Labour & European Law Review
29 March 2006
Given the imminence of the introduction of legislation against age discrimination, the Age Positive team in the Department for Work and Pensions has produced a timely guide for employers. It should also be of interest to unions.
In October 2004, the Government introduced new dispute resolution regulations, requiring employees to put their grievance in writing before they lodge a tribunal claim.
Employees now have the right to ask to work flexibly, but if their employer refuses the application, do they have to lodge a separate grievance before they can complain to a tribunal?
Thanks mainly to the efforts of the trade union movement, employees are now entitled to a whole range of different rights at work. These are usually set out in their individual contracts of employment (see LELR 108 for more details).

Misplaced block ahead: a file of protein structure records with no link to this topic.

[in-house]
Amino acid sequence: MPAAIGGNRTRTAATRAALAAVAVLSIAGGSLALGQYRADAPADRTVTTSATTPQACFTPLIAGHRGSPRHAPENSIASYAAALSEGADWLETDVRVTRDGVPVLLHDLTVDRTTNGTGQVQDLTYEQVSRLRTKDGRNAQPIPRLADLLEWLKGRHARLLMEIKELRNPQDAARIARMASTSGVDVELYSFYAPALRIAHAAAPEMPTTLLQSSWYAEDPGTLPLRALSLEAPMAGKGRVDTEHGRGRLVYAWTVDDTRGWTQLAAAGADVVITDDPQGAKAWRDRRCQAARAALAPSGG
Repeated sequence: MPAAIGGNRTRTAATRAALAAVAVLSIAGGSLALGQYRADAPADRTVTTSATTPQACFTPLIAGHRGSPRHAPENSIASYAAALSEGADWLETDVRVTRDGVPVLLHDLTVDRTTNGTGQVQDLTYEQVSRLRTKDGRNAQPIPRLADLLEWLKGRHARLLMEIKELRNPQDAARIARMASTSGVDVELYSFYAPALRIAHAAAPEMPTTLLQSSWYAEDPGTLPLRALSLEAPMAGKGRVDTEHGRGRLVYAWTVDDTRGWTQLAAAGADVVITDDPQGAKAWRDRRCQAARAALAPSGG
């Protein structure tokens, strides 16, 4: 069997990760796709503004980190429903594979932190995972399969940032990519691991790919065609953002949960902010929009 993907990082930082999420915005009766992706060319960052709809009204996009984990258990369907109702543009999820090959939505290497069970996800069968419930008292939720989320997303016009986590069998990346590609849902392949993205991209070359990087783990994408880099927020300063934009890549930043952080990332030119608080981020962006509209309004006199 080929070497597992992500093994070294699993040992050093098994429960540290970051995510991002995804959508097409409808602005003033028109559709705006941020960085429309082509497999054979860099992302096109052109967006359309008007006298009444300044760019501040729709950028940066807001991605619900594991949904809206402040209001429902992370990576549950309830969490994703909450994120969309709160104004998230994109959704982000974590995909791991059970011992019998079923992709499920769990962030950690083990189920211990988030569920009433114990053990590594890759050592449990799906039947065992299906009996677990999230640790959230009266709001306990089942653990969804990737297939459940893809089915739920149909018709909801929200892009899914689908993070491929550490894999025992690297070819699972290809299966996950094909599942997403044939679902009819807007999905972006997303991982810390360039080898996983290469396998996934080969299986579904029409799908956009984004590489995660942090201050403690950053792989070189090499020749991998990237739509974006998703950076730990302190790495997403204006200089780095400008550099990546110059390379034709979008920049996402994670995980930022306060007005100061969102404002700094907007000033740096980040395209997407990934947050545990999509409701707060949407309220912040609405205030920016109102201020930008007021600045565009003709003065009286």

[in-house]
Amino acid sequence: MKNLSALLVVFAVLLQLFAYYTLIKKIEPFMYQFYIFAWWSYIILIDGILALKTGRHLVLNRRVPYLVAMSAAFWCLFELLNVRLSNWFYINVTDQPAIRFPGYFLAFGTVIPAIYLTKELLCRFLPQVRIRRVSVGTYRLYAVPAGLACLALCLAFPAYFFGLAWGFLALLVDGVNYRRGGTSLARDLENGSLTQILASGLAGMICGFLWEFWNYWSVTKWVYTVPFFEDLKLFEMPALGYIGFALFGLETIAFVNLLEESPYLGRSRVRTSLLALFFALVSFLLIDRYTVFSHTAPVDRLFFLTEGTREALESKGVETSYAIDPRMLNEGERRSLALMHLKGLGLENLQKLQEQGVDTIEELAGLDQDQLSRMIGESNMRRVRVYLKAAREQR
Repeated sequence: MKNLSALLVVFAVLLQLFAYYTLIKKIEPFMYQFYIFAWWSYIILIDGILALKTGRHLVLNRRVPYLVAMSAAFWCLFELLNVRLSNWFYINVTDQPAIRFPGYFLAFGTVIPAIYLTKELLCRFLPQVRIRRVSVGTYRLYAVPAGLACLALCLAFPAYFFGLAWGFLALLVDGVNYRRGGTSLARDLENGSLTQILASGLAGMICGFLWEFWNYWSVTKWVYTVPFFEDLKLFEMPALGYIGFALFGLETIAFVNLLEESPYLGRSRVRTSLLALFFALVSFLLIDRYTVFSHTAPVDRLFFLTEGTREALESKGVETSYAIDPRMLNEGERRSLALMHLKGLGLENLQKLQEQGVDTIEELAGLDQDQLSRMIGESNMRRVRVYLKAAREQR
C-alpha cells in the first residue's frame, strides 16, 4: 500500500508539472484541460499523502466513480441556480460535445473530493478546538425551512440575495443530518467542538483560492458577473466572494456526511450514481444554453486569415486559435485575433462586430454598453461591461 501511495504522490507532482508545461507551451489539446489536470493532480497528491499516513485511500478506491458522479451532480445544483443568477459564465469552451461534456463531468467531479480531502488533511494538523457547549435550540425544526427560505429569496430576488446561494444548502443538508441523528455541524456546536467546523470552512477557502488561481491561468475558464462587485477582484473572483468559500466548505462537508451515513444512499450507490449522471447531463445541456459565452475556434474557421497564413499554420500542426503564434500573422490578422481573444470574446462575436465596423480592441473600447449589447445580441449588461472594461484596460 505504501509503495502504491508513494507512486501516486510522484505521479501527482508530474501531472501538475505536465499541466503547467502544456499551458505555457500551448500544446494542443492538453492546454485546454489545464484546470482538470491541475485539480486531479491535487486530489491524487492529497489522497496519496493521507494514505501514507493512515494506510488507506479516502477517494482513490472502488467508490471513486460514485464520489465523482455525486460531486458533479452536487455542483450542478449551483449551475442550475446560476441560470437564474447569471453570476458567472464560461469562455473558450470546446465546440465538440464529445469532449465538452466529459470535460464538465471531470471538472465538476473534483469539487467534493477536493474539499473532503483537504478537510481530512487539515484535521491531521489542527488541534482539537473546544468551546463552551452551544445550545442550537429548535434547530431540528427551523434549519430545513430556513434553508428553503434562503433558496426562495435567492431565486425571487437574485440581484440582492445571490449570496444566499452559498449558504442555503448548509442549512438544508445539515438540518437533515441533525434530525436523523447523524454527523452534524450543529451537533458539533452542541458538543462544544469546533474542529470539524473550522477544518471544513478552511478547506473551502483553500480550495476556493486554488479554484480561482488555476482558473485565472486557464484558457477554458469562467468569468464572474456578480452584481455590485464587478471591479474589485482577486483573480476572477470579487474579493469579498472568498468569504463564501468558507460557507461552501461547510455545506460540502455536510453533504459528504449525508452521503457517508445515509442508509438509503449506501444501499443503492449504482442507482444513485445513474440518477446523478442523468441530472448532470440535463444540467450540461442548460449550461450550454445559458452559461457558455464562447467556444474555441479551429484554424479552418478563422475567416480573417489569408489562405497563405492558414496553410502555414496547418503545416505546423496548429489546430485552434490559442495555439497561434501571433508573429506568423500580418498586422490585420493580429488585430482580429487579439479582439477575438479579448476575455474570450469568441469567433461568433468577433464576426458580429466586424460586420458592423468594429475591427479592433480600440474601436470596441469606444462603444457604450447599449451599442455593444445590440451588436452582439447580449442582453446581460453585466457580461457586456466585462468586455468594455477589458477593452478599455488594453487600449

In a claim for negligence, the essential question is: who was responsible for preventing the negligent act?
In equal pay cases, claimants have to show (among other things) that the difference in pay that they are complaining about can be attributed to a "single source".
The Working Time Regulations give workers the right to four weeks' paid annual holiday. But who exactly is a worker?
European law says that there should be no restrictions on the freedom of nationals in member states to set up and manage companies and firms in other member states.